Rain, weather, and change
The Water Spotters curriculum was developed by teachers and scientists, and it emphasizes both core scientific standards and application learning about the water cycle. The curriculum is divided into elementary level (by grade) and middle school level and can be accessed in the sidebar.
We have identified lesson plans from the web that support the Water Spotters curriculum. The Colorado Content Standards in Science, and in some cases Math, have been matched to each lesson plan and are listed within the plans. The original source of the lesson plan is noted for each one. Each grade level has its own Weather Journal that can be printed for each of your students to use to collect information on the local weather.
The middle school modules are designed for students to work through the lessons in order starting with “a”. Module 1 contains an introductory lesson on building a model watershed, which is referenced in several modules thereafter. It also has an important lesson on using weather station data from Weather Underground, which you can find the nearest station to your school through their website. We provide both a Teacher Guide (TG) and a Student Guide (SG) for each module.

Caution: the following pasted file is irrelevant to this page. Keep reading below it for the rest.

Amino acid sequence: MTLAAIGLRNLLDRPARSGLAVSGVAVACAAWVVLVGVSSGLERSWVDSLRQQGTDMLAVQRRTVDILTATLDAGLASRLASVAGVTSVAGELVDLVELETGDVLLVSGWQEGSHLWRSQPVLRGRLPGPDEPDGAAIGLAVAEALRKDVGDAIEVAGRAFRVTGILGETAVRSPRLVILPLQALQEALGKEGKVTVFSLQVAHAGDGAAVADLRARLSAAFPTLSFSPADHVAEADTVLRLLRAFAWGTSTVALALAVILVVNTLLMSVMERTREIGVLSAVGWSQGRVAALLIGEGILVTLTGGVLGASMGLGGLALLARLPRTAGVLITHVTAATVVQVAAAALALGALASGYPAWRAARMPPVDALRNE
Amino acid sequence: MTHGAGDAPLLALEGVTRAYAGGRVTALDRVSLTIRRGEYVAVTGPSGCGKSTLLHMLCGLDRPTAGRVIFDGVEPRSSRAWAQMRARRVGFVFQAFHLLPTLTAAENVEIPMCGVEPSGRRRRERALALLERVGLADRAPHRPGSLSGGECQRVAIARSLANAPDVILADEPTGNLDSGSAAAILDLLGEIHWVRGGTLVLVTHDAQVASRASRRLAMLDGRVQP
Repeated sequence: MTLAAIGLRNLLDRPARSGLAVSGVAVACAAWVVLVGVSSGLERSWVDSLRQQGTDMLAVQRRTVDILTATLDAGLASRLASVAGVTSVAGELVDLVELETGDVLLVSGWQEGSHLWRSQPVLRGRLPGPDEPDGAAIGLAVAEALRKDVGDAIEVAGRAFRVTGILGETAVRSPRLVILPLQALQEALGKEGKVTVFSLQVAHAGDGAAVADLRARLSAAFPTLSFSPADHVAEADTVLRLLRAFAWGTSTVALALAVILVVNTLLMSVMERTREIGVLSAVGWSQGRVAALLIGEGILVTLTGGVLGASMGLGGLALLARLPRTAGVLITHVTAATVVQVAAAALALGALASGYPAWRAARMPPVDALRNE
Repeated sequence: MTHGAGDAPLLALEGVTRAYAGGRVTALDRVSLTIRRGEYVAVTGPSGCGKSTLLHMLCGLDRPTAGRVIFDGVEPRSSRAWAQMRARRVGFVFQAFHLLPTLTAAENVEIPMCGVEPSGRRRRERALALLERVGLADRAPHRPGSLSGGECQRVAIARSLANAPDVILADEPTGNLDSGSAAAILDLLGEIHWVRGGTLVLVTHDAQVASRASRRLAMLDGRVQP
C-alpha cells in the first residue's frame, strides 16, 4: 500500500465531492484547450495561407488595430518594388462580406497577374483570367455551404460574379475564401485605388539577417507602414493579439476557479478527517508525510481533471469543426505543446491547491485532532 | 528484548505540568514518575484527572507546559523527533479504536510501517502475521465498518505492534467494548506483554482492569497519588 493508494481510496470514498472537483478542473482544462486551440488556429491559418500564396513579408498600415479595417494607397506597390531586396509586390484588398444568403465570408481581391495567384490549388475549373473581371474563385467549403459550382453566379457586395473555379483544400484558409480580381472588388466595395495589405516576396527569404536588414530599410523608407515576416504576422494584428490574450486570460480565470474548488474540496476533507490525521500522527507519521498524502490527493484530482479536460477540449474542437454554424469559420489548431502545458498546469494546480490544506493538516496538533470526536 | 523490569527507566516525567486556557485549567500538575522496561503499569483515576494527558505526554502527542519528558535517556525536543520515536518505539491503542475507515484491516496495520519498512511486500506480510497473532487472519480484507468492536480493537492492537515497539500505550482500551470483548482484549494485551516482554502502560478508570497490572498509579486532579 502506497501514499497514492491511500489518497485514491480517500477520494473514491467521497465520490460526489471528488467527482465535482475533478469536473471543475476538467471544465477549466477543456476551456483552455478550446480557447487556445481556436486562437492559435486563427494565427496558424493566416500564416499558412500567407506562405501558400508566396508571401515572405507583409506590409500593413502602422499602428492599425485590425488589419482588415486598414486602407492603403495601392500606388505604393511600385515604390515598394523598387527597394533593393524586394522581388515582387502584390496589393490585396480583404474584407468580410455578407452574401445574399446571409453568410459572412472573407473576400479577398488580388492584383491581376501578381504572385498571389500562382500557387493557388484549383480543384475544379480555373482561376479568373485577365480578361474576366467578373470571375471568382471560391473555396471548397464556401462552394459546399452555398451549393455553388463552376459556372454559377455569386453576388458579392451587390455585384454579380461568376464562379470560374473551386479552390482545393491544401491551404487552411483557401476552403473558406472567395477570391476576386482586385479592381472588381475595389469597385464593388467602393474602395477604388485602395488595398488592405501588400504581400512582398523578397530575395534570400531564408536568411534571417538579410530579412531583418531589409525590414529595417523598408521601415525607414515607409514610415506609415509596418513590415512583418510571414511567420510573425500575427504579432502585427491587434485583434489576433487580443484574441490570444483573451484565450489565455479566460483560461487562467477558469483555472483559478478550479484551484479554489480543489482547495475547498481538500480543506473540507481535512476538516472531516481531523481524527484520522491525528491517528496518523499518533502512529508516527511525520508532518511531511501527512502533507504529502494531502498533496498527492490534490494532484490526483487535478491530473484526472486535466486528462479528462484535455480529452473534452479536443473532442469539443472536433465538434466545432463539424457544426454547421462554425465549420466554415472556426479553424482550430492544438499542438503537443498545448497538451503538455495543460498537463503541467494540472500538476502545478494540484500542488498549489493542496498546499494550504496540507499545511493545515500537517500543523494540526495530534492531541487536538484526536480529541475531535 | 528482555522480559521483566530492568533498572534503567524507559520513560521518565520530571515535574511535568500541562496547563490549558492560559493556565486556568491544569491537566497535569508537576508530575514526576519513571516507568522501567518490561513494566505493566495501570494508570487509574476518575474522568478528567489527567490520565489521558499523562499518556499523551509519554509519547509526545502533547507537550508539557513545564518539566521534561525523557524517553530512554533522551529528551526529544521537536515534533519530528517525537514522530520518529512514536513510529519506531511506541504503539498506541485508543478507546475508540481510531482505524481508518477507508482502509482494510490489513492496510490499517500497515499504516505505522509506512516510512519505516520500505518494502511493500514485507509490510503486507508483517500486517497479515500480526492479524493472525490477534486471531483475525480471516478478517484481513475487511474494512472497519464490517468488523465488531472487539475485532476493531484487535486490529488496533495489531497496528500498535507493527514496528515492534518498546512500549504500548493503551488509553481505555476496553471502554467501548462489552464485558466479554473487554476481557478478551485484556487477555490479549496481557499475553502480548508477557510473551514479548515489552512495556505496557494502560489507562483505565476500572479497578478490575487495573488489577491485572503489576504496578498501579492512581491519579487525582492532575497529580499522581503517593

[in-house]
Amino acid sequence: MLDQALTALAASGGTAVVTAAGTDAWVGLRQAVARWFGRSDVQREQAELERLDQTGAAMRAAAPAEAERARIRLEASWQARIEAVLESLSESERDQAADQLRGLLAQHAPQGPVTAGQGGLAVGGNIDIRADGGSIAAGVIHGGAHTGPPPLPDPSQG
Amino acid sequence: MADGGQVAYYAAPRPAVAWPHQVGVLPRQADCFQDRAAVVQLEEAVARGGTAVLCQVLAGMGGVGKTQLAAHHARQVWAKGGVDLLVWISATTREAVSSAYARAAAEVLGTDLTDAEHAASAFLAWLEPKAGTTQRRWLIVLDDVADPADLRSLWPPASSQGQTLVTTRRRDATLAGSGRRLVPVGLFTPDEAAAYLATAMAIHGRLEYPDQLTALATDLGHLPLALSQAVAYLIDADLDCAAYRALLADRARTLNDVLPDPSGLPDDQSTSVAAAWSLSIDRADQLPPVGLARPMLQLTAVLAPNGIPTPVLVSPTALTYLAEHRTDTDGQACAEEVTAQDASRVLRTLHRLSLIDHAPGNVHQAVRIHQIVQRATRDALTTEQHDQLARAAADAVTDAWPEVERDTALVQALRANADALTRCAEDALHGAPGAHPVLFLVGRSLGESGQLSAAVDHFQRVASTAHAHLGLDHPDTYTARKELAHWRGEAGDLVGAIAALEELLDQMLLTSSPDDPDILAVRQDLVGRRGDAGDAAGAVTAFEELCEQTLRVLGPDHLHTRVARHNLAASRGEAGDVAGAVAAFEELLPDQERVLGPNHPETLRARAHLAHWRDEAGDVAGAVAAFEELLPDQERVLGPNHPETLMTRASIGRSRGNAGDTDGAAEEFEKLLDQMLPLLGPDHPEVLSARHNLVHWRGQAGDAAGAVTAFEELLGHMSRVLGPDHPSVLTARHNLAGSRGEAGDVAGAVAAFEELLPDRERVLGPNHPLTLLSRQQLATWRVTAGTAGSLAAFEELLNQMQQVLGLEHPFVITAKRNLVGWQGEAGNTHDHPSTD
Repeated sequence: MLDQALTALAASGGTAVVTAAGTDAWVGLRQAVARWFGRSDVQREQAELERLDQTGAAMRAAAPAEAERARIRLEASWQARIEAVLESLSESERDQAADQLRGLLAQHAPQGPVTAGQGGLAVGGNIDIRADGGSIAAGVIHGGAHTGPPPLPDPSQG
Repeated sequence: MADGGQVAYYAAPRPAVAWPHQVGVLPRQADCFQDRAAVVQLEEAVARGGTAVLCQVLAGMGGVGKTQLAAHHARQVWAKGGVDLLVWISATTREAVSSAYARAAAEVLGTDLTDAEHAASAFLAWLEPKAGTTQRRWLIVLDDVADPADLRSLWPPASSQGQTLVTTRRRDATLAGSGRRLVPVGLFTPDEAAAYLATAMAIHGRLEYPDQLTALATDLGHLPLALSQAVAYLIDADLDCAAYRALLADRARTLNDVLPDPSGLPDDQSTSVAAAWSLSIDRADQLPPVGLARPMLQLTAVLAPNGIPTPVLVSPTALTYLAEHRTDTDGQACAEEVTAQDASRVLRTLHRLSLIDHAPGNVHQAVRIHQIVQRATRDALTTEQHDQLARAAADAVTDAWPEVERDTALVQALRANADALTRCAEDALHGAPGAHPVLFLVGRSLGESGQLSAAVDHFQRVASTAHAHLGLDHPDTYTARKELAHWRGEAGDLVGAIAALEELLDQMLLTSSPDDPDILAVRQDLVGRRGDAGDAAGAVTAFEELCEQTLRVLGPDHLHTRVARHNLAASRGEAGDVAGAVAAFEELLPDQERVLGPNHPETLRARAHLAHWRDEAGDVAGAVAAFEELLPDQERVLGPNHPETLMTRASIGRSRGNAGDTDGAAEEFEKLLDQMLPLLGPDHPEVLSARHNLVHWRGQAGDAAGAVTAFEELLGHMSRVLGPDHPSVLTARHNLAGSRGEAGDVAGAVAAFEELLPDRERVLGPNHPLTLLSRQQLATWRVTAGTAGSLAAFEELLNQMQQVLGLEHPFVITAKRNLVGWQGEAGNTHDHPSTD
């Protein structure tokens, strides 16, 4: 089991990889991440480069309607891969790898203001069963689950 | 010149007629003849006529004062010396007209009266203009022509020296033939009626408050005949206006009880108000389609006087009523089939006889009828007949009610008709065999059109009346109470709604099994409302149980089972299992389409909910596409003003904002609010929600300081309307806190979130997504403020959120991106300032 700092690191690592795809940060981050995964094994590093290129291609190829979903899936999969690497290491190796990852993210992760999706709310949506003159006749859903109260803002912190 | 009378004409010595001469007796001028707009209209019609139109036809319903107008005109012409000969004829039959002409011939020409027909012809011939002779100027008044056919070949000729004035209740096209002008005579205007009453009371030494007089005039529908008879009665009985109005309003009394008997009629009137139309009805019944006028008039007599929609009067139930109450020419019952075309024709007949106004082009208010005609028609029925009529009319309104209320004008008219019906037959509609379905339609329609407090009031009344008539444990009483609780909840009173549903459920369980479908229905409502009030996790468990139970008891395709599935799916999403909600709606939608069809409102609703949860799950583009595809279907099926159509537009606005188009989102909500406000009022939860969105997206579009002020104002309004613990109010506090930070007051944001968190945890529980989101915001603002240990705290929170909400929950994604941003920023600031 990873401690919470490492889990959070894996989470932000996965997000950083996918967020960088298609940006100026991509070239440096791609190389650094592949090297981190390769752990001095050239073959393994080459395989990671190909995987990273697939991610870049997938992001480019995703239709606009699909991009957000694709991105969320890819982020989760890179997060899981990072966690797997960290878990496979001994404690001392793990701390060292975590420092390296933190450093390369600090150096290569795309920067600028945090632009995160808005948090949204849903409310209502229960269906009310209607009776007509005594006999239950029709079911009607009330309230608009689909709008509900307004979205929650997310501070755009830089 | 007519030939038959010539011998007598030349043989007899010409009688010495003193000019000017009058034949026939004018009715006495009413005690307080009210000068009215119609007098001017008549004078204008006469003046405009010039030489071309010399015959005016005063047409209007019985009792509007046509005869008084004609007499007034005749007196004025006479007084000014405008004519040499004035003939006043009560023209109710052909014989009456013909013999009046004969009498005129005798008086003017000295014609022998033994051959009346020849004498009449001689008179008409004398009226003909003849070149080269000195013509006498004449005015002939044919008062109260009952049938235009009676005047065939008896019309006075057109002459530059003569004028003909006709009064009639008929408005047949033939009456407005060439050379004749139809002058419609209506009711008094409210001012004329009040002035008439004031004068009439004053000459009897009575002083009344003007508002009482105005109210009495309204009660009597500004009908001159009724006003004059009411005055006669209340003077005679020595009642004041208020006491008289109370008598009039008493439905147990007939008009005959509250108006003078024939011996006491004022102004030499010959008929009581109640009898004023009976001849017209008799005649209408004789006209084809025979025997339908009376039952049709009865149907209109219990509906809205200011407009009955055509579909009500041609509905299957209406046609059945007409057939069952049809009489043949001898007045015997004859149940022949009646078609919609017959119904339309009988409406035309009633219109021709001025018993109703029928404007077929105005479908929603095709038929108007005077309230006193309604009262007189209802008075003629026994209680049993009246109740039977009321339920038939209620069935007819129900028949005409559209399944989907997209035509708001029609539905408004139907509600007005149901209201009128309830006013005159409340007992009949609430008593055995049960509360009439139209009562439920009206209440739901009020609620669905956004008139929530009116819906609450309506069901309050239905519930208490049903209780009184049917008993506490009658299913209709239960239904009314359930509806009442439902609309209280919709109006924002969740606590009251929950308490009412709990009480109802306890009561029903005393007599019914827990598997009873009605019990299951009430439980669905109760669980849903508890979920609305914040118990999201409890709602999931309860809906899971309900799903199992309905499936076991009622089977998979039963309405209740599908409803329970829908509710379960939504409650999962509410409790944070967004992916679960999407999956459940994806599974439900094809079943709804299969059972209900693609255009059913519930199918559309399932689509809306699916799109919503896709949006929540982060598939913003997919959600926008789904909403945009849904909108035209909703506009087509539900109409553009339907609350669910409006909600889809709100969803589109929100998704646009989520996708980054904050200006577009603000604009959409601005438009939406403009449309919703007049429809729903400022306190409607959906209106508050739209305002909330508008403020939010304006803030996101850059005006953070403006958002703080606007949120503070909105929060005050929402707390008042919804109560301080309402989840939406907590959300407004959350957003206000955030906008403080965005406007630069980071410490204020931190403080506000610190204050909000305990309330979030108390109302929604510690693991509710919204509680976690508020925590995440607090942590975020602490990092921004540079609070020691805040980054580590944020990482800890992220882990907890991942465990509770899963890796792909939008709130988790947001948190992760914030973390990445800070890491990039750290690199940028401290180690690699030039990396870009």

What is a water isotope?
Atoms are made up of protons, neutrons, and electrons. The same element (oxygen, say) can appear as different atoms with different numbers of neutrons. We call these different atoms of the same element isotopes. The relative concentrations of isotopes often provide clues about key environmental processes. For example, we use stable water isotopes (stable because they don't radioactively decay) at the NOAA tall tower to track the extent to which the air is humidified by evaporation of falling rain or by evapotranspiration from the land. Learn more about isotopes by clicking the links below:
The video below includes background on the project and illustrates how to collect the precipitation samples.